PHOENIX — As the drought that has gripped Arizona for two decades grinds on, humans increasingly are stepping in to help with food and water.
The Arizona Game & Fish Department has built 3,000 watering holes, or catchments, in remote areas throughout the state since the mid-1940s. They originally were for small game, such as quail and dove, but by the 1960s, larger animals were using the catchments, signaling that the supplemental water is a much needed resource, particularly as temperatures rise and precipitation fails.
The catchments were meant to rely on summer storms to keep full, but the department in recent years has had to haul water in by truck — or by helicopter in inaccessible areas, such as bighorn sheep habitat.
Since January, Arizona Game & Fish has hauled 650,000 gallons of water to catchments, and unless the monsoon rains come, it will have to continue this costly method of sustenance.
“The winter was really dry, so by the end of last year, we were behind by 3 to 4 inches of rainfall,” said Joseph Currie, who manages the Habitat Planning Program at Arizona Game & Fish.
“This can get very expensive in both time and money,” he said. For example, the department paid $1,850 a hour to hire a helicopter for water drops near Tucson last month, according to azcentral.com.
To help defray those costs, the department is seeking donations from the public. You can contribute online or by texting SENDWATER to 41444. Fish & Game also has an “adopt a catchment” program.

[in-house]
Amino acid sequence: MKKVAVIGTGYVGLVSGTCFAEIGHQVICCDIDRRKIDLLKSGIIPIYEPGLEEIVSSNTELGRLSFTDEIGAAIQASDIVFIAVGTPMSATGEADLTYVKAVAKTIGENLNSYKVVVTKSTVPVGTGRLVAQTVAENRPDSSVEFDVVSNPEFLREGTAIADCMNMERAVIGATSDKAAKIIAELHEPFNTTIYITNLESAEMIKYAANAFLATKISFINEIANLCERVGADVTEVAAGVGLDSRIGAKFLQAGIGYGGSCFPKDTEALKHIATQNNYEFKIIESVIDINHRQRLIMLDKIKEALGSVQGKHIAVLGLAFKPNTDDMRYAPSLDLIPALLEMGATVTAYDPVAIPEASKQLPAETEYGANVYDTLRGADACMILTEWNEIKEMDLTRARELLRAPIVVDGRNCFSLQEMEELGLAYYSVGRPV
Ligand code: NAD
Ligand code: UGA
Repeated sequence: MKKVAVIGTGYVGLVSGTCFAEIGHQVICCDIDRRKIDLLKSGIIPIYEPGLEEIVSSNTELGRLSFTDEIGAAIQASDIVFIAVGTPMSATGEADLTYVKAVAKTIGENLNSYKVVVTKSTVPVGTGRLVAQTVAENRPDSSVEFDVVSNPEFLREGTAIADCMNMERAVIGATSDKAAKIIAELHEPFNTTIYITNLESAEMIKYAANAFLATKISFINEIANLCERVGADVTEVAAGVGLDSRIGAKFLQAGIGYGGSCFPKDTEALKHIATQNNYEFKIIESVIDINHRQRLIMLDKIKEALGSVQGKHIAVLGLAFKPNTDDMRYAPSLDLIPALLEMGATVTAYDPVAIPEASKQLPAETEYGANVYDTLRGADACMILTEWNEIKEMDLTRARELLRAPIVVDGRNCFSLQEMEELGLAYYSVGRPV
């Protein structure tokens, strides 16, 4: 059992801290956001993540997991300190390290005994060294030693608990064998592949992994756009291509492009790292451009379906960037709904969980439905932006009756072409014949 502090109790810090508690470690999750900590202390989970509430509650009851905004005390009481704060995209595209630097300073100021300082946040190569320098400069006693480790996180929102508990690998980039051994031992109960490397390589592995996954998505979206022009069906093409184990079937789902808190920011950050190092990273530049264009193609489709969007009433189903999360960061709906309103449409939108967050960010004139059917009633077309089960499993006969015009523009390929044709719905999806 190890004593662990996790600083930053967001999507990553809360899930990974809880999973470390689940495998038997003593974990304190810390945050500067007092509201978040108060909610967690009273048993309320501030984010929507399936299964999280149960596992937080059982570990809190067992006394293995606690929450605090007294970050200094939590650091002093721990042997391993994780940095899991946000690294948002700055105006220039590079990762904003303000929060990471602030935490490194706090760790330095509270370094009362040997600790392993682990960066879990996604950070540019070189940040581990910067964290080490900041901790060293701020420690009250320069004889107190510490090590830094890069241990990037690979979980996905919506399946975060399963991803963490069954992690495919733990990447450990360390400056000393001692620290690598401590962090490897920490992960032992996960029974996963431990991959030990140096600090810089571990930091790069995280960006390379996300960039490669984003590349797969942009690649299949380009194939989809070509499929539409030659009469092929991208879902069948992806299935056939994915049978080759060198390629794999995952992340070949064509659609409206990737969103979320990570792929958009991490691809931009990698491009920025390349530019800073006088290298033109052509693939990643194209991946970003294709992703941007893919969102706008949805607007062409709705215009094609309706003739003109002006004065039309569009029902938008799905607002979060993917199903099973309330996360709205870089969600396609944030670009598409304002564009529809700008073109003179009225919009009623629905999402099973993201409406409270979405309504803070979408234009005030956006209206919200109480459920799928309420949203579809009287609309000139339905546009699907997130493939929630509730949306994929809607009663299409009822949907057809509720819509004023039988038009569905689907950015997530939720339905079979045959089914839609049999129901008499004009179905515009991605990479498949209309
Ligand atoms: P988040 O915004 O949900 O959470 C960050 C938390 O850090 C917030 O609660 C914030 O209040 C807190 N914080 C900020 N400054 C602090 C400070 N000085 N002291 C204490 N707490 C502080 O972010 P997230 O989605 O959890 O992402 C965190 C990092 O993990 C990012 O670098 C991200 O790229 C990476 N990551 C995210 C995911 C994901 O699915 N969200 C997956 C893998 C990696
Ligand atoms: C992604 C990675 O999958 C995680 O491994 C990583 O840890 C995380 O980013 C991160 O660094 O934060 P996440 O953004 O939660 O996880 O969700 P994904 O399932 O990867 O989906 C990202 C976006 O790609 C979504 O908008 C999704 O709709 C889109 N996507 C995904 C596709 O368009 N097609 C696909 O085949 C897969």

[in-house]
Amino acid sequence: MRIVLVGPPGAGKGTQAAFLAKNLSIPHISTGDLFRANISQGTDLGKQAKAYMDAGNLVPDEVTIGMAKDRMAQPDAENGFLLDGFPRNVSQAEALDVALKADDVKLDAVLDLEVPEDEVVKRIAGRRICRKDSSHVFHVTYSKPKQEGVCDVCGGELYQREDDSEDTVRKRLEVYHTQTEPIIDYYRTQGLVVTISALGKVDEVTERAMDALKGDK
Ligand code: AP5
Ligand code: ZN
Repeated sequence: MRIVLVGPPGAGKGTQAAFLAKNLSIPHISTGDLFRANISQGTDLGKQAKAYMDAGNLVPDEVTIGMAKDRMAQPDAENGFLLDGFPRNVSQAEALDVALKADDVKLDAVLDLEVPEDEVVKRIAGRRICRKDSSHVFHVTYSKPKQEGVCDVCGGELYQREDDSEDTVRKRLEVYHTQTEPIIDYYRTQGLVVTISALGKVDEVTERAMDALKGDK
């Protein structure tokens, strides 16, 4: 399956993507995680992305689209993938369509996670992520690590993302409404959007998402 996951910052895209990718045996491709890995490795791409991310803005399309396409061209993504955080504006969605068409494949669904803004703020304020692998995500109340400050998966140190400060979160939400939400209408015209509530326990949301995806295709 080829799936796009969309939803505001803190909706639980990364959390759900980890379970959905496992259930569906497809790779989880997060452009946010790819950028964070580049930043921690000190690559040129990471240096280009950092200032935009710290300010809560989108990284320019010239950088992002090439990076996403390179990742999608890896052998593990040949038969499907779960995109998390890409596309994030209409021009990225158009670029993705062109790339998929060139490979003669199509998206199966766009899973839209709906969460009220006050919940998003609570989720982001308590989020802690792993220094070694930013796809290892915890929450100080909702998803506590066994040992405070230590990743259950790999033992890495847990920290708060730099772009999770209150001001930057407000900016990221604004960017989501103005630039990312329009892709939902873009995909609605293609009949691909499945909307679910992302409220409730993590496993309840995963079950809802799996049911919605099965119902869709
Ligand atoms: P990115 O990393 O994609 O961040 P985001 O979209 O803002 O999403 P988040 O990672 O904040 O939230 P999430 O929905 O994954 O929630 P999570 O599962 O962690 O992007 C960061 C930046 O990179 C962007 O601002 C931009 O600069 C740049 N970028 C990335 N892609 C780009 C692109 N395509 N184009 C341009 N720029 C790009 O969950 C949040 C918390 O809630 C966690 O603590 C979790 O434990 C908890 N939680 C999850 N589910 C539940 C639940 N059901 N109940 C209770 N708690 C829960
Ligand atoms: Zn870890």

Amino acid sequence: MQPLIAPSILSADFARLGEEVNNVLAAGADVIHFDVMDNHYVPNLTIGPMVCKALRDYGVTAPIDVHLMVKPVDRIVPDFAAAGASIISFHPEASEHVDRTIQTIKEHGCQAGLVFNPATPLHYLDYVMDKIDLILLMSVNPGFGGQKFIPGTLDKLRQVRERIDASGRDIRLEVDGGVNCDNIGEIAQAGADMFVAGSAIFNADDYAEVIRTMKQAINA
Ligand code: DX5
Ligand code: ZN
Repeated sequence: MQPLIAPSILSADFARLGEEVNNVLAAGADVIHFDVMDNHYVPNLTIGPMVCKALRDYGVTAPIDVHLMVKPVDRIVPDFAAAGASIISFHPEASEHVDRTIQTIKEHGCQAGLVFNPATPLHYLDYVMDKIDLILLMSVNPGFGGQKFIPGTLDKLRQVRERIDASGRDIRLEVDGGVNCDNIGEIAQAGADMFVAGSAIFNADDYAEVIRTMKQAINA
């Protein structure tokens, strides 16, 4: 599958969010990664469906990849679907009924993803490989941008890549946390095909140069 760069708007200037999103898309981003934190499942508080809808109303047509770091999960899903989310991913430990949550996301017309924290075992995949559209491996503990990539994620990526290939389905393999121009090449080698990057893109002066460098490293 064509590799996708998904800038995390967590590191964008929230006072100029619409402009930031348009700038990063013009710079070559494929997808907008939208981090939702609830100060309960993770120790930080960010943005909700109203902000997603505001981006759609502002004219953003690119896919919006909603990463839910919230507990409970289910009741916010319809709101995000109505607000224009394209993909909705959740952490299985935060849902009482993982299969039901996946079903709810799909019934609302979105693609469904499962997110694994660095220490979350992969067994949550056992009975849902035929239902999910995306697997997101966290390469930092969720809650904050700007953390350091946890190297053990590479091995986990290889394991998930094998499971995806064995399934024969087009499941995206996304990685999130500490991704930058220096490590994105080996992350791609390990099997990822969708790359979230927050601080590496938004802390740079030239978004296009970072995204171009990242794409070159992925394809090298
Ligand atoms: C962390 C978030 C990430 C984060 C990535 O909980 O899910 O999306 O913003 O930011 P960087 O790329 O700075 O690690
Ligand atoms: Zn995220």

The catchments also protect wildlife from human encounters, which are more common as desperate animals seek water in populated areas, wildlife officials said.
Drinking water isn’t the only concern for wildlife in an increasingly parched Arizona. The dry winter and spring have destroyed much of the vegetation that herbivores depend on.
This summer, the Salt River Wild Horse Management Group, a nonprofit dedicated to protecting wild horses living in the Tonto National Forest, started leaving bales of hay along the Salt River, in a program called the emergency feed protocol. The hay is spread in secret locations far from human contact so the wild horses are not at risk of becoming domesticated. Deer and elk also benefit from the supplement feed, volunteers said.
On July 8, the group rescued a malnourished foal in the Coon Bluffs area of the Tonto National Forest, north of Mesa, that had been separated from its mother soon after birth. The male horse weighed just 33 pounds, half the weight of normal newborn horse and the smallest the group has ever seen, volunteers said. According to the group, the horse probably was born prematurely to a malnourished mare. Volunteers searched the area but did not find the mare.
The foal, still unnamed, is being cared for by Simone Netherlands, president of the Salt River Horse Management Group, in her Mesa home. Since it was found it has gained 10 pounds, It will be moved to a sanctuary near Prescott when it’s strong enough.
This story is part of Elemental: Covering Sustainability, a new multimedia collaboration between Cronkite News, Arizona PBS, KJZZ, KPCC, Rocky Mountain PBS and PBS SoCal.